And very important: for most users the login is still a big hurdle – which doesn’t exist with my favourite „retro-webtool“

    Who knows another tiny but very useful webtool?


  5. Hi Hapee,

    We (Aptivate) run Lopad. We pay for the server because we need this service all the time for our communications. We have no business model for it, it’s a public service. I’m sorry that it doesn’t say “Aptivate” on it, it should. And yes there are other Etherpads out there, this is only one, of course people can use another one if they prefer. Ours has been slightly optimised for low bandwidth compared to standard Etherpad.

    Cheers, Chris.

  6. Hi! I work for Aptivate, a non-profit organisation that works in IT for international development. We host Lopad, for free, with no business model around it :-)

    It is provided “as-is” for ourselves and anyone else that wants to use it – I expect that it will remain available into the future, and we make no guarantees about any content on there. We do not go through the server logs and read anything that people put on there! Obviously, because there is no login, anyone that guesses or find the URL you have created could read whatever is written, so as with a lot of the internet, I wouldn’t assume that anything put on there is ‘private’.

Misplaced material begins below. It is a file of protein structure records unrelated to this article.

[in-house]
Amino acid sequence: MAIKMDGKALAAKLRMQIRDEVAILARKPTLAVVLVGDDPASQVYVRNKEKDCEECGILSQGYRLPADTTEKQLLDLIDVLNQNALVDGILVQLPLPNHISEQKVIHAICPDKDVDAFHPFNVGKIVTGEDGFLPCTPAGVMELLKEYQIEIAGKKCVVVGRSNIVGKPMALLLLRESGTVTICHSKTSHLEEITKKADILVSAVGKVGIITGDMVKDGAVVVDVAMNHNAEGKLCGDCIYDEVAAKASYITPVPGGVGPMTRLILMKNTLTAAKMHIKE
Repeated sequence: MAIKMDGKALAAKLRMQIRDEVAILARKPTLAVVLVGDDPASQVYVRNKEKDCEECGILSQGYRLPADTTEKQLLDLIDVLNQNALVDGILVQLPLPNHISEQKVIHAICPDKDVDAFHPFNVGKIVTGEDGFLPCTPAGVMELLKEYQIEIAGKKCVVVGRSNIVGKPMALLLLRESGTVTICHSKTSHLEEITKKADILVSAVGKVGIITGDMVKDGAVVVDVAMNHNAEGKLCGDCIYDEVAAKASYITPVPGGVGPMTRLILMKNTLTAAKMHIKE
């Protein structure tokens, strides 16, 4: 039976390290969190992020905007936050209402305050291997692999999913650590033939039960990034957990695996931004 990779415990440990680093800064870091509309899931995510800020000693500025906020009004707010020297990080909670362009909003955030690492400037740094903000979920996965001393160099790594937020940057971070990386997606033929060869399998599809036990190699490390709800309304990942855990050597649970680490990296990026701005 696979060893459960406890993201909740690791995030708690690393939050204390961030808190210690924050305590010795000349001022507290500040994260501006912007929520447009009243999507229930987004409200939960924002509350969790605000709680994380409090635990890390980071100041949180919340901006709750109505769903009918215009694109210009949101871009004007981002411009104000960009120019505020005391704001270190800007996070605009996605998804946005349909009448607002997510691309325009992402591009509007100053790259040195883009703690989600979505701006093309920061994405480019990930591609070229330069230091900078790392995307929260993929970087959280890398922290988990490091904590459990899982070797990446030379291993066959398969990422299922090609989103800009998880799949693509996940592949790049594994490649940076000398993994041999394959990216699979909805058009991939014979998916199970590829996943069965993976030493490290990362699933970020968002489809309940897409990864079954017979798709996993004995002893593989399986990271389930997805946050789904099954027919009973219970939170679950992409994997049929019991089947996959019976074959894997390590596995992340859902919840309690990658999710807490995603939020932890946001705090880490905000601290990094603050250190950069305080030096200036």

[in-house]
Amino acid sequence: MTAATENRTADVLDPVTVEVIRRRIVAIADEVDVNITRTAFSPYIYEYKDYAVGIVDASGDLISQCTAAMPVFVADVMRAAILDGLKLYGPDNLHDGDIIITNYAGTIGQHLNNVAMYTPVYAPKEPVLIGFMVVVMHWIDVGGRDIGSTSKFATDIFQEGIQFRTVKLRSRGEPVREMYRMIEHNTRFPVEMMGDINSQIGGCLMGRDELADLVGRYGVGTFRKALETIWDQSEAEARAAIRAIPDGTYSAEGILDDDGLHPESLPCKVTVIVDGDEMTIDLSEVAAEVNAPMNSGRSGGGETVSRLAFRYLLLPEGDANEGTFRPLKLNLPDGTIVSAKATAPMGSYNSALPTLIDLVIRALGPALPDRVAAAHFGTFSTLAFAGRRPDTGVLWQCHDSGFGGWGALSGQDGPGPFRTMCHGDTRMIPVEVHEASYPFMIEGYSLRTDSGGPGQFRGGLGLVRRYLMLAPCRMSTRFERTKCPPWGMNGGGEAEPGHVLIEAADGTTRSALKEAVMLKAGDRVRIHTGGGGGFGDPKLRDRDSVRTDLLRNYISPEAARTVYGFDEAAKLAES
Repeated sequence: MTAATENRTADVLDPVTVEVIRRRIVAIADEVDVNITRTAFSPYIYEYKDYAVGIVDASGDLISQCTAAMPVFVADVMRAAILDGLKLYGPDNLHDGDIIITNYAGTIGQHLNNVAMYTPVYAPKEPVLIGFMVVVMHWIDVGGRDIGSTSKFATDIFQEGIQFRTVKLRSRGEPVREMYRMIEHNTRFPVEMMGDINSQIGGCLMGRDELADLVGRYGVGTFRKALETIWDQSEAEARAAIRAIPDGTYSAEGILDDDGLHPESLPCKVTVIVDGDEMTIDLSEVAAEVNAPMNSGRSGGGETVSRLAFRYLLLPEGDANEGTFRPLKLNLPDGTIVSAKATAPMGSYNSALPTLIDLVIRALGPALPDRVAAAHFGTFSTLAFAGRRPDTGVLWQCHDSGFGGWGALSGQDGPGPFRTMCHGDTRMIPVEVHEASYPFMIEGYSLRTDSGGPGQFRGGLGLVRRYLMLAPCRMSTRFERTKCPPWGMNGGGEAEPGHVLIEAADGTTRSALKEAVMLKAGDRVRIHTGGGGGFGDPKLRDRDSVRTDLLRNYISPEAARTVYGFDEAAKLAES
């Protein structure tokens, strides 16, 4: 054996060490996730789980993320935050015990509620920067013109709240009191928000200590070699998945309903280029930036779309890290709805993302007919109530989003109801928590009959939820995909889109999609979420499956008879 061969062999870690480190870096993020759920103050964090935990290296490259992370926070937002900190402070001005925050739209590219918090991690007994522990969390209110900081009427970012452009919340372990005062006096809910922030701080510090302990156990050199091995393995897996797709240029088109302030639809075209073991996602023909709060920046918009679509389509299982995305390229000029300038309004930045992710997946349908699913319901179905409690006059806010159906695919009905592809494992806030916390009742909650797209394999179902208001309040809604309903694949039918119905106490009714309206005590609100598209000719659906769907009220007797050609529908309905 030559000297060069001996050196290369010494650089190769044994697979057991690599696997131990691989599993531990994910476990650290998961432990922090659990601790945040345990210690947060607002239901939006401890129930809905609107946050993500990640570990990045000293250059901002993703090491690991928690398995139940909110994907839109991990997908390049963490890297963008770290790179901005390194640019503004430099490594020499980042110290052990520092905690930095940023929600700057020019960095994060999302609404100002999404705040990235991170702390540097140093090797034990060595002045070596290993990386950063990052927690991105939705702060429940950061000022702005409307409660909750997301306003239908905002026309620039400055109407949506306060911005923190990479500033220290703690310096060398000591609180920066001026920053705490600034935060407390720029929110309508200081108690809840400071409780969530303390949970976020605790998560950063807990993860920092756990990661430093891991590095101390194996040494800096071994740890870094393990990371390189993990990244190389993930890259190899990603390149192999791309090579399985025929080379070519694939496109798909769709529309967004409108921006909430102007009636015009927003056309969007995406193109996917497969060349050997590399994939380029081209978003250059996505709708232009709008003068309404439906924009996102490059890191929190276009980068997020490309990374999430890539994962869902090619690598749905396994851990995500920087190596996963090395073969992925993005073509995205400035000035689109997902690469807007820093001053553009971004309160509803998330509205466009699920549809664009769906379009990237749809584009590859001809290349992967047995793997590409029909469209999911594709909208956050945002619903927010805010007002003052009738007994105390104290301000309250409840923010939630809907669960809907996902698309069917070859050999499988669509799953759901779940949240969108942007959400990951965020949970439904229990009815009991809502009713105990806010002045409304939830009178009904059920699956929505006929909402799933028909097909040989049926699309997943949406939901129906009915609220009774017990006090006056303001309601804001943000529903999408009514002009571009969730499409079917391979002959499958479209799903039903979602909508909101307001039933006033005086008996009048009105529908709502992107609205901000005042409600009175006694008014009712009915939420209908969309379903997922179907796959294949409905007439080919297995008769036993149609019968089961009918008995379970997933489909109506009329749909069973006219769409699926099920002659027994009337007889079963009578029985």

As pointed out here by others, we were experimenting with a clone of Etherpad, to look at it as a potential lower bandwidth tool than e.g. Google Docs. As someone else points out, users don’t need to log in to use it, which makes it attractive to get up and running fast in a meeting.